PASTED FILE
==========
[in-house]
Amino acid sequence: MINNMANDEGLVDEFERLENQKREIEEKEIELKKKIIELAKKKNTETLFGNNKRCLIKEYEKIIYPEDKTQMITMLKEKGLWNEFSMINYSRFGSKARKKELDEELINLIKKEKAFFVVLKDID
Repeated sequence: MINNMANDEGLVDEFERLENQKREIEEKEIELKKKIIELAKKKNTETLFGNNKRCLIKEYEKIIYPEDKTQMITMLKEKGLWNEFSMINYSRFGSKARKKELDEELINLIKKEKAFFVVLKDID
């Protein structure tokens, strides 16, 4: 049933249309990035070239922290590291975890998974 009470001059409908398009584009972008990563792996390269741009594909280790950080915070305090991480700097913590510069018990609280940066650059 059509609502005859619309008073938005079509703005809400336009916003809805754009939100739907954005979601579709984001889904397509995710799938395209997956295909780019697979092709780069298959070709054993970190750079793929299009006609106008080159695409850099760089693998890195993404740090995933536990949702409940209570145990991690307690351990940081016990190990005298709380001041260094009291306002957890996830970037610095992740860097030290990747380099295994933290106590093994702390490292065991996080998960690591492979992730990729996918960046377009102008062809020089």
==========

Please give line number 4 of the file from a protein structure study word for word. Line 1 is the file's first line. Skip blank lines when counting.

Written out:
């Protein structure tokens, strides 16, 4: 049933249309990035070239922290590291975890998974 009470001059409908398009584009972008990563792996390269741009594909280790950080915070305090991480700097913590510069018990609280940066650059 059509609502005859619309008073938005079509703005809400336009916003809805754009939100739907954005979601579709984001889904397509995710799938395209997956295909780019697979092709780069298959070709054993970190750079793929299009006609106008080159695409850099760089693998890195993404740090995933536990949702409940209570145990991690307690351990940081016990190990005298709380001041260094009291306002957890996830970037610095992740860097030290990747380099295994933290106590093994702390490292065991996080998960690591492979992730990729996918960046377009102008062809020089």